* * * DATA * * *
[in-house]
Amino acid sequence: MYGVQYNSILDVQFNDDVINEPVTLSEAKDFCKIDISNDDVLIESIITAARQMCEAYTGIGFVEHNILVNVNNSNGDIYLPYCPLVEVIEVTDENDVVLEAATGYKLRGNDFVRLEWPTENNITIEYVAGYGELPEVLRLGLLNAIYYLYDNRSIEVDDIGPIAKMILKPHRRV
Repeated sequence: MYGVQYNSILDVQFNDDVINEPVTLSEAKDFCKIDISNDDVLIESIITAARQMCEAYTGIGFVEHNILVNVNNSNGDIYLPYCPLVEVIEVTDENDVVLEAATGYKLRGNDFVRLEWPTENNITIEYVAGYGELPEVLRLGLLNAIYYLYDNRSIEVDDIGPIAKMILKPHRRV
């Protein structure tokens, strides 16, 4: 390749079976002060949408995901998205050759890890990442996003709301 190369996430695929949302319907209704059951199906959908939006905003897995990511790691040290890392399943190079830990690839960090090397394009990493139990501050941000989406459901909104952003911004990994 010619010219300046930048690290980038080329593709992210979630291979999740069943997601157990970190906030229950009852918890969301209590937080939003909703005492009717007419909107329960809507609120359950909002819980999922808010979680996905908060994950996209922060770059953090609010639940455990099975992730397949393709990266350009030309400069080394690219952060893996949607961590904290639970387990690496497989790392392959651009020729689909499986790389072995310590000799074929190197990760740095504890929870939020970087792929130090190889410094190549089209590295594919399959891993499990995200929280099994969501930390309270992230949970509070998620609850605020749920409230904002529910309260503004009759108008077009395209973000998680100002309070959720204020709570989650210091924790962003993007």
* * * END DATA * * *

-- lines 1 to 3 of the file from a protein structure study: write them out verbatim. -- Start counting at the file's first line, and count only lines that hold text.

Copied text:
[in-house]
Amino acid sequence: MYGVQYNSILDVQFNDDVINEPVTLSEAKDFCKIDISNDDVLIESIITAARQMCEAYTGIGFVEHNILVNVNNSNGDIYLPYCPLVEVIEVTDENDVVLEAATGYKLRGNDFVRLEWPTENNITIEYVAGYGELPEVLRLGLLNAIYYLYDNRSIEVDDIGPIAKMILKPHRRV
Repeated sequence: MYGVQYNSILDVQFNDDVINEPVTLSEAKDFCKIDISNDDVLIESIITAARQMCEAYTGIGFVEHNILVNVNNSNGDIYLPYCPLVEVIEVTDENDVVLEAATGYKLRGNDFVRLEWPTENNITIEYVAGYGELPEVLRLGLLNAIYYLYDNRSIEVDDIGPIAKMILKPHRRV